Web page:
Entrapment neuropathies and polyneuropathies in joint hypermobility syndrome/Ehlers-Danlos syndrome

G. Granata, L. Padua, C. Celletti, M. Castori, V. M. Saraceni, F. Camerota

Research output: Contribution to journalArticlepeer-review

Abstract

Objective: This study aims to investigate the involvement of the peripheral nervous system in Ehlers-Danlos syndromes/hypermobility type patients with particular attention to entrapment syndromes. Methods: We consecutively enrolled Ehlers-Danlos syndromes/hypermobility type patients. Patients underwent clinical, neurophysiological and ultrasound evaluations. Dynamic ultrasound evaluation was also performed in healthy subjects as control group. Results: Fifteen Ehlers-Danlos syndromes/hypermobility type patients and fifteen healthy subjects were enrolled. Most of patients presented tingling, numbness, cramps in their hands or feet. Clinical evaluation was normal in all patients. One patient was affected with carpal tunnel syndrome and one with ulnar nerve entrapment at elbow. One patient had an increased and hypoechoic ulnar nerve at elbow at ultrasound evaluation. Dynamic ultrasound evaluation of ulnar nerve at elbow showed, in patients, twelve subluxations and three luxations. In the control group dynamic evaluation showed one case of ulnar nerve luxation. Conclusion: Statistical analysis showed a significant difference in the occurrence of ulnar nerve subluxation and luxation between patients and control subjects. Significance: The study shows an inconsistency between symptoms and neurophysiological and ultrasound evidences of focal or diffuse nerve involvement. The high prevalence of ulnar nerve subluxation/luxation at elbow in Ehlers-Danlos syndromes/hypermobility type patients could be explained by the presence of Osborne ligament laxity.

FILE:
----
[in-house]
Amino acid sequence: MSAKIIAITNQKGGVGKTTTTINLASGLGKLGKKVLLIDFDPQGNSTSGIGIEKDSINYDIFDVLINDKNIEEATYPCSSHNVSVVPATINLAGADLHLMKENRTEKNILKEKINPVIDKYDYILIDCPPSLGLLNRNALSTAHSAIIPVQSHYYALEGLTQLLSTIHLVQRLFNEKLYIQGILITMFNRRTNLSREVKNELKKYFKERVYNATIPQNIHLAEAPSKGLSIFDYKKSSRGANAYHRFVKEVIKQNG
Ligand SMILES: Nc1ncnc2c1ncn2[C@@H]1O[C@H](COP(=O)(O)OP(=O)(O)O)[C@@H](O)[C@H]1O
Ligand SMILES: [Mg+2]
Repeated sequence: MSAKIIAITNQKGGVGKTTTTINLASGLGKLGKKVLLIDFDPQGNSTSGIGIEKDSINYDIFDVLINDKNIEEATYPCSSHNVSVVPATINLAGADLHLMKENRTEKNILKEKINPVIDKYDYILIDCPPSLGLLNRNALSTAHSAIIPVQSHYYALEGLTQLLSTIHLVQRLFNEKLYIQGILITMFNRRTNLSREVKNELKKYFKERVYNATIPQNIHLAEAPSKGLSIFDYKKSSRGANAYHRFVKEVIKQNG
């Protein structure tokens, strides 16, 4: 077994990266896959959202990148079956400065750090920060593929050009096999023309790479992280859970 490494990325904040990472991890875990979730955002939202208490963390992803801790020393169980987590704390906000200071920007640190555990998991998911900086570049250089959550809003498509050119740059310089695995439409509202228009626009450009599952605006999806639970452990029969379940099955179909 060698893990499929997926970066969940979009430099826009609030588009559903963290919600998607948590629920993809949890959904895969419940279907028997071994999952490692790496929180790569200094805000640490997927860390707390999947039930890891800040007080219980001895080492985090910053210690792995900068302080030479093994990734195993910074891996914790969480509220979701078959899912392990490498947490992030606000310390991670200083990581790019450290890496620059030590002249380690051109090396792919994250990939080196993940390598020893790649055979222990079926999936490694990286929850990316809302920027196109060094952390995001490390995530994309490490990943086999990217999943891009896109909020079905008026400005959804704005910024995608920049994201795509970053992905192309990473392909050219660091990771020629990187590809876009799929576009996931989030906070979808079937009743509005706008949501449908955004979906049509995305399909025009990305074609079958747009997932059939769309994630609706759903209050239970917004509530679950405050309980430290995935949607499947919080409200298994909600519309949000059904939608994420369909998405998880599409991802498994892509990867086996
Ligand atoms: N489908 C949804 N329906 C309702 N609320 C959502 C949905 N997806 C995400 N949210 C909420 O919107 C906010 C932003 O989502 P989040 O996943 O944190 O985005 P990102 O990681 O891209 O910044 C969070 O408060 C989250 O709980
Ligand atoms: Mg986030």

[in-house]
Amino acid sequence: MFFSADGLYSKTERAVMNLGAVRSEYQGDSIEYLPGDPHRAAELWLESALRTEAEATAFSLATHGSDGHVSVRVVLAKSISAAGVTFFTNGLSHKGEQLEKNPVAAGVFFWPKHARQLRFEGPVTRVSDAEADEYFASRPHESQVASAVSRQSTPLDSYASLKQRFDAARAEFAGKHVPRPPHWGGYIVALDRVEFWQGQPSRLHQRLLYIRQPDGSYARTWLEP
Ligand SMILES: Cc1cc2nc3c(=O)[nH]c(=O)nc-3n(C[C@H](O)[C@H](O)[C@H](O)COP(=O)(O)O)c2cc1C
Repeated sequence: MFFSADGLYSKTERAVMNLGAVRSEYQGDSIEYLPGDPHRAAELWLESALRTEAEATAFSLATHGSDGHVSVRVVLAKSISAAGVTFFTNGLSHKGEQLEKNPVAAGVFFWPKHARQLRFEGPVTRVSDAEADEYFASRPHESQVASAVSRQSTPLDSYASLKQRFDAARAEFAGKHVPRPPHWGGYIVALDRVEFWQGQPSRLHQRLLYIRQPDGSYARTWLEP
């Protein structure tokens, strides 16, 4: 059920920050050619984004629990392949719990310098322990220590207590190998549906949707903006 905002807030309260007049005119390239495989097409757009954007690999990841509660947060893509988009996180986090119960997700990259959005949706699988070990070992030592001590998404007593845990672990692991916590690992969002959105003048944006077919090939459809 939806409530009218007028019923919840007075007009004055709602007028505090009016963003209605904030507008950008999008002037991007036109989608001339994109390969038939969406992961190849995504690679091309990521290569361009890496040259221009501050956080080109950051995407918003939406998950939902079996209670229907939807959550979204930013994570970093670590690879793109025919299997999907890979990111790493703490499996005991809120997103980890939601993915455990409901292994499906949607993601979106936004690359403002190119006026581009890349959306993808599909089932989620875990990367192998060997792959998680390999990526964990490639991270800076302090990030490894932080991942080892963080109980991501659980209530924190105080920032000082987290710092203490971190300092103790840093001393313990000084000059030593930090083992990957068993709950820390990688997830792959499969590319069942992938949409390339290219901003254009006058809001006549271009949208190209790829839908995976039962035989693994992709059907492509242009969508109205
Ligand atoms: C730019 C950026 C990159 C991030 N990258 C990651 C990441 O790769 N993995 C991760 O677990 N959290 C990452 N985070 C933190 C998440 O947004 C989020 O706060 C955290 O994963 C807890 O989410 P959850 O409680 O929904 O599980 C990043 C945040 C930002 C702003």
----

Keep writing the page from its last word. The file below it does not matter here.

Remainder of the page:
Original languageEnglish
Pages (from-to)1689-1694
Number of pages6
JournalClinical Neurophysiology
Volume124
Issue number8
DOIs
Publication statusPublished - Aug 2013

Keywords

  • Ehlers-Danlos syndrome
  • Entrapment neuropathy
  • Joint hypermobility syndrome
  • Ultrasound

ASJC Scopus subject areas

  • Clinical Neurology
  • Neurology
  • Physiology (medical)
  • Sensory Systems

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